Title: "Carbon Black Filled Microcapsules for Restoration of Electrical Interfaces"
Speaker: Sen Kang, Graduate Student in Materials Science and Engineering with Prof. Nancy Sottos
Restoration of electrical interfaces has potential to increase the reliability and safety of high performance batteries. In Li-ion batteries, continued cycling of silicon anodes results in cracking or pulverization of the particles, and ultimately destruction of the conductive network. Here, we consider an approach to increase cycle lifetimes and reliability through restoration of anode conductance via the use of microencapsulated components that form a conductive network when released. In this study, robust microcapsules were prepared with high carbon black loading (up to 20 w/v %) present in liquid core via the formation of cross-linked polymer shell by in situ emulsion polymerization. Increased hydrophobicity of carbon black was achieved through the functionalization of oxidized carbon black with octadecylamine. Upon crushing, functionalized carbon black (FCB) filled microcapsules demonstrated improved particle release compared to unfunctionalized carbon black. The potential for conductance restoration of Si electrodes was evaluated by crushing FCB microcapsules on electrode line cracks introduced by a fiber removal method, with a maximum recovery of 100 % of original conductance.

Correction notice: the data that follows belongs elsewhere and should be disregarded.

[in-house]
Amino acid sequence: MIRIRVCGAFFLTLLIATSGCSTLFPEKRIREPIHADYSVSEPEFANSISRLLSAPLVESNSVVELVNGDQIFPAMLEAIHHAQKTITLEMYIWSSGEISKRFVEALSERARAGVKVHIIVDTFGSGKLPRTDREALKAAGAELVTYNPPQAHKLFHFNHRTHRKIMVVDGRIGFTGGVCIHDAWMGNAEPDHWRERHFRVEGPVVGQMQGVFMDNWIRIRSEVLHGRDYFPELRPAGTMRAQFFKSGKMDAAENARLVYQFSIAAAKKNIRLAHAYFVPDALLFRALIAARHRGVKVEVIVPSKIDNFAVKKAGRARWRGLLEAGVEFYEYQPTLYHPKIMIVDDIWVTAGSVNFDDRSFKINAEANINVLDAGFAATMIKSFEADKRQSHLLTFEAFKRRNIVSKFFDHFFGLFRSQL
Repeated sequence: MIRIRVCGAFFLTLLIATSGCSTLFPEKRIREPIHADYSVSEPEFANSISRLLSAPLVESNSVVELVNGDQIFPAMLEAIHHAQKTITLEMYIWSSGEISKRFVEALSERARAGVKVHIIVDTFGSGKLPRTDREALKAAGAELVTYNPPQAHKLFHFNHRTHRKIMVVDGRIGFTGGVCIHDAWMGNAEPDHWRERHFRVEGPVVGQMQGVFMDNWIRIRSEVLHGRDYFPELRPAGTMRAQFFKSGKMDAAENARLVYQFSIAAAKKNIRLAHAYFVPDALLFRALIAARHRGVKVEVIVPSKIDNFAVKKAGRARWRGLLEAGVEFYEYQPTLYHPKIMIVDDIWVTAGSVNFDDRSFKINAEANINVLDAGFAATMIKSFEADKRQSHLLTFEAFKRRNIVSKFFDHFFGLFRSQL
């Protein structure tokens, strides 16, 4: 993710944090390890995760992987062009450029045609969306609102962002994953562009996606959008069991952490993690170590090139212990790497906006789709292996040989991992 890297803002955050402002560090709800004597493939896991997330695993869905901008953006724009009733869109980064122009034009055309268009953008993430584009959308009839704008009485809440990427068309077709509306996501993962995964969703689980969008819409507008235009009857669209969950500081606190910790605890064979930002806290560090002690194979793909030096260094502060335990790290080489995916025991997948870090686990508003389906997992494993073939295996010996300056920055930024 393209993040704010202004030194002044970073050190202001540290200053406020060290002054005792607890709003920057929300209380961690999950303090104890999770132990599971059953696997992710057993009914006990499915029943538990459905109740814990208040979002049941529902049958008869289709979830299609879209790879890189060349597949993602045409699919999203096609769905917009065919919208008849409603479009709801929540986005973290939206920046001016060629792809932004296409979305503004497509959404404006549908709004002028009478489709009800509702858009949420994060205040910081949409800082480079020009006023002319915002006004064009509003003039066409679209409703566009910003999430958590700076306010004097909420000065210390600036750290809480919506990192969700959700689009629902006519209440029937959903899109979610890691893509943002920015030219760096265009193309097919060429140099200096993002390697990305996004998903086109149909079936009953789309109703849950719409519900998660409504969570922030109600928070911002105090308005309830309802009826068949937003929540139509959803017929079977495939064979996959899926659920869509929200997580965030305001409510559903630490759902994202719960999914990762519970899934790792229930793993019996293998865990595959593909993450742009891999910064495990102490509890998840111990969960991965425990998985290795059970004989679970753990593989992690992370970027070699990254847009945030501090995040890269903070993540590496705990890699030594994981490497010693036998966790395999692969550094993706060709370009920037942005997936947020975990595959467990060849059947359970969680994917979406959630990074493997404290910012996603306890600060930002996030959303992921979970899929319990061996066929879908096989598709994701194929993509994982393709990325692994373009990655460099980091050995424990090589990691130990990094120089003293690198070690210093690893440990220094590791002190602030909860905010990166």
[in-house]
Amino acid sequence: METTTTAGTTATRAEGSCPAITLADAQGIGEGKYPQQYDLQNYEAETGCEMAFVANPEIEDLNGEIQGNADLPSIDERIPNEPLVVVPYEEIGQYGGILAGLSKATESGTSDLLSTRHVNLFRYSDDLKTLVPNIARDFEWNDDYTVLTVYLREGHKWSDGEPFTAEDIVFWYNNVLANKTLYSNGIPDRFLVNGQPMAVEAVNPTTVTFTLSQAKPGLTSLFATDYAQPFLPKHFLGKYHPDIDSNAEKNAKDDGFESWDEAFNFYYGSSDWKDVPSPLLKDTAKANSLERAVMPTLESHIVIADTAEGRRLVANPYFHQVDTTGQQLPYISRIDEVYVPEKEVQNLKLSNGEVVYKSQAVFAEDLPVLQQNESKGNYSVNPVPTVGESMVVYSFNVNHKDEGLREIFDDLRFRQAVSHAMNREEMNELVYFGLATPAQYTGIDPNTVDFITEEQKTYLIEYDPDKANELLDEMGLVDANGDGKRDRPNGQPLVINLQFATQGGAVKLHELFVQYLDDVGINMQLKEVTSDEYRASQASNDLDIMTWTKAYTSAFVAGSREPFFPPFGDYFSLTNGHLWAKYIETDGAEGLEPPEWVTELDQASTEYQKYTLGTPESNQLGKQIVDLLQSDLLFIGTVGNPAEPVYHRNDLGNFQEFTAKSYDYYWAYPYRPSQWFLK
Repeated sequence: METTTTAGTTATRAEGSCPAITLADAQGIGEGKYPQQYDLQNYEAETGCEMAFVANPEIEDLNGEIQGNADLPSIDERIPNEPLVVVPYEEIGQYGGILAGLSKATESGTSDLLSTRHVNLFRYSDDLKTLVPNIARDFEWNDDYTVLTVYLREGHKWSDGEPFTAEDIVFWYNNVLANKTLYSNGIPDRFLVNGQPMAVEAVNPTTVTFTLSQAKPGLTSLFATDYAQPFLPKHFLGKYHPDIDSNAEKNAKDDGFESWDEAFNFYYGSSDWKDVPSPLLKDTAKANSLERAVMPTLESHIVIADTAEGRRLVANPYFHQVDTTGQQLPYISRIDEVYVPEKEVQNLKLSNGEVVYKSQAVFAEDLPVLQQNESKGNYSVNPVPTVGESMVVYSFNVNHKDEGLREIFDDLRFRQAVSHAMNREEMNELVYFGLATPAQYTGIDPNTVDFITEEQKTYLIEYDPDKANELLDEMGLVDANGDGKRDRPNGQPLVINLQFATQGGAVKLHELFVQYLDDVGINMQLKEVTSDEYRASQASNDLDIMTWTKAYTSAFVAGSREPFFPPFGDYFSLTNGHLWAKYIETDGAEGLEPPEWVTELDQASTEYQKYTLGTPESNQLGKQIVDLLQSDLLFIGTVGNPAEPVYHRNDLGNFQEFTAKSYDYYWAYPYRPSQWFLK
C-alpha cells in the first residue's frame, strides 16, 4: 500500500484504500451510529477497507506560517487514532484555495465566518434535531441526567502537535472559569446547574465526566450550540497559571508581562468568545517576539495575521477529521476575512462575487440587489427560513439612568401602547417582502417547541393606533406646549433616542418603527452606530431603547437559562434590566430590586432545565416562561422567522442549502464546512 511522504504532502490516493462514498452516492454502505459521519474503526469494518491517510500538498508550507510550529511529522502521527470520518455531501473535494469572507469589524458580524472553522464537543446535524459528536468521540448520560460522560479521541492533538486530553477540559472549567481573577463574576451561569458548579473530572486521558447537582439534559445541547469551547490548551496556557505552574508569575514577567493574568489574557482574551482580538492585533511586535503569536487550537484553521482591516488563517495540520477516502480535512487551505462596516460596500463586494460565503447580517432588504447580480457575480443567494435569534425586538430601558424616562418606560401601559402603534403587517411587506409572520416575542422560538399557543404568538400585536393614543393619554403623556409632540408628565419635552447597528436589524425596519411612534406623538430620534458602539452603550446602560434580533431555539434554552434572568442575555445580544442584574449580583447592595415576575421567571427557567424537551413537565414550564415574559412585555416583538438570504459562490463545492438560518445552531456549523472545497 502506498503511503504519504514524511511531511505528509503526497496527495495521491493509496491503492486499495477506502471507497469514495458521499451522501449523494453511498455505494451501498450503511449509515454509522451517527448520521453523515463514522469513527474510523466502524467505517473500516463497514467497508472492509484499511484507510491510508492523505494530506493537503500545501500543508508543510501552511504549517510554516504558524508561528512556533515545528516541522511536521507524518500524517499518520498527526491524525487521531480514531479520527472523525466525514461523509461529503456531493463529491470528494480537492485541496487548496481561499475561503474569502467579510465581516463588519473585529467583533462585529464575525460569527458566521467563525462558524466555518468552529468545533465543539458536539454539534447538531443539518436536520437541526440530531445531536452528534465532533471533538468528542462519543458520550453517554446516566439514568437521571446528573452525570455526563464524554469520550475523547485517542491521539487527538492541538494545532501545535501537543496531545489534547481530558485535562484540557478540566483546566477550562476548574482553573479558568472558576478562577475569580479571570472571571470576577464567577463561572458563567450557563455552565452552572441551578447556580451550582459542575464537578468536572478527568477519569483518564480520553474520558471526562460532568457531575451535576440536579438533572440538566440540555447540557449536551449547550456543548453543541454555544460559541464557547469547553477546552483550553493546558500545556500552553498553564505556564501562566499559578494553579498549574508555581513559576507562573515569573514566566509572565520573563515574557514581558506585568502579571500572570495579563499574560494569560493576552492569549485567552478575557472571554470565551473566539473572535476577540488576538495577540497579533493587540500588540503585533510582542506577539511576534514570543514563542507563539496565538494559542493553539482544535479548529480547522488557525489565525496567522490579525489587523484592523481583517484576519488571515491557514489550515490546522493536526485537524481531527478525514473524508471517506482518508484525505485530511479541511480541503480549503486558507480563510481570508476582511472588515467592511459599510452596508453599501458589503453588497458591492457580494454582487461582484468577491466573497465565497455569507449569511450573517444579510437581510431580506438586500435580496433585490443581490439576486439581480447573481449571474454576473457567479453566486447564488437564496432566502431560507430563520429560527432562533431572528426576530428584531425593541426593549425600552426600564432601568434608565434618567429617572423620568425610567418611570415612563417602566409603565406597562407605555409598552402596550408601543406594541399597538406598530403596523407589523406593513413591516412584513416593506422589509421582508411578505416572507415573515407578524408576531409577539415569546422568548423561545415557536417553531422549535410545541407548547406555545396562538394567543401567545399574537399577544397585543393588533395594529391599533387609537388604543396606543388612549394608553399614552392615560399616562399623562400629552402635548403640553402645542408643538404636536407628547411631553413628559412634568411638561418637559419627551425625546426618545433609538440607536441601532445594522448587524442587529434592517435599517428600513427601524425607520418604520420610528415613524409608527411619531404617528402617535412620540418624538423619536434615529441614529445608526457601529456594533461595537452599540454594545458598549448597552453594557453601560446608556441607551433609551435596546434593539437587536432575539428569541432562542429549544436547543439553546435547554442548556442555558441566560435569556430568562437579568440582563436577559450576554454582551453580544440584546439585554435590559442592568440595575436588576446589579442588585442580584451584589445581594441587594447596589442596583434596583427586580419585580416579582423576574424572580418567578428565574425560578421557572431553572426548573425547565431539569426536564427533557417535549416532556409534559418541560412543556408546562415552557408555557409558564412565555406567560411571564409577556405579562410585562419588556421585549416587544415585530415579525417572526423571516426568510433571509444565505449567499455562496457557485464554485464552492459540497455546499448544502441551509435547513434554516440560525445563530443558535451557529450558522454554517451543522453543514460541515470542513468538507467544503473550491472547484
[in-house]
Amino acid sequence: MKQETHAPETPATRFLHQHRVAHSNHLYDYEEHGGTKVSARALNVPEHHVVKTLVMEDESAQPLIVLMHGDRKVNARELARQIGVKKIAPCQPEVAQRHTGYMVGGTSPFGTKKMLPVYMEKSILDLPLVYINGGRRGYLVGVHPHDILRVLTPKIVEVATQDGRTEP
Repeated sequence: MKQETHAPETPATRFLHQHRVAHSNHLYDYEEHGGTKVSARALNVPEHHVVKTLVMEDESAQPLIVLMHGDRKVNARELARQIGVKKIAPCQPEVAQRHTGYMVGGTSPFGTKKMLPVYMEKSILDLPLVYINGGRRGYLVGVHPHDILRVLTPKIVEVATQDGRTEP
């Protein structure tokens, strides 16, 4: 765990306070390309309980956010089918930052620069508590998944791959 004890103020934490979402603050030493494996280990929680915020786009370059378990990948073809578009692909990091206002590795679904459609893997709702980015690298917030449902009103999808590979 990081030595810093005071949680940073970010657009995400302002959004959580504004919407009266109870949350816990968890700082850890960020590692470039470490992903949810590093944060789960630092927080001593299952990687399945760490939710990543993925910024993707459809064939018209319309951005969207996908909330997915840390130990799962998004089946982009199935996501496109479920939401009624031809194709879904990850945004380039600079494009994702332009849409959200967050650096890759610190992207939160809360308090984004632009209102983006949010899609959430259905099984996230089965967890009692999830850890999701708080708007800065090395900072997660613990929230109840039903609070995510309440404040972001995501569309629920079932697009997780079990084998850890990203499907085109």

Title: "Thermal Imaging and Analysis of Carbon Nanotube Composites"
Speaker: Feifei Lian, Graduate Student in Electrical and Computer Engineering with Prof. Eric Pop
Manipulating the thermal conductivity of composites and nanomaterials is highly desirable not only for thermal insulation or conduction, but also for thermoelectric (TE) applications. In naturally occurring materials, the thermal conductivity is primarily determined by atomic structure and interatomic forces. By contrast, nanomaterial composites could be tuned for either high or low thermal conductivity by manipulating the orientation, density, doping or functionalization of their nanoscale components.
In this study, we develop a suspended infrared (IR) thermometry platform combined with a computational model for rapid analysis of nanomaterial thermal properties. In particular, we use aerosol synthesized single-wall carbon nanotubes (SWCNT) to fabricate networks (CNNs) by a dry deposition technique. Such CNN samples are transferred to our measurement platform, between two large Cu blocks serving both as electrical contacts and heat sinks, separated by an adjustable gap to vary the length of the suspended CNN. We also measure the thermal properties of similar samples embedded in a dielectric (AlOx) using a 3-omega method.
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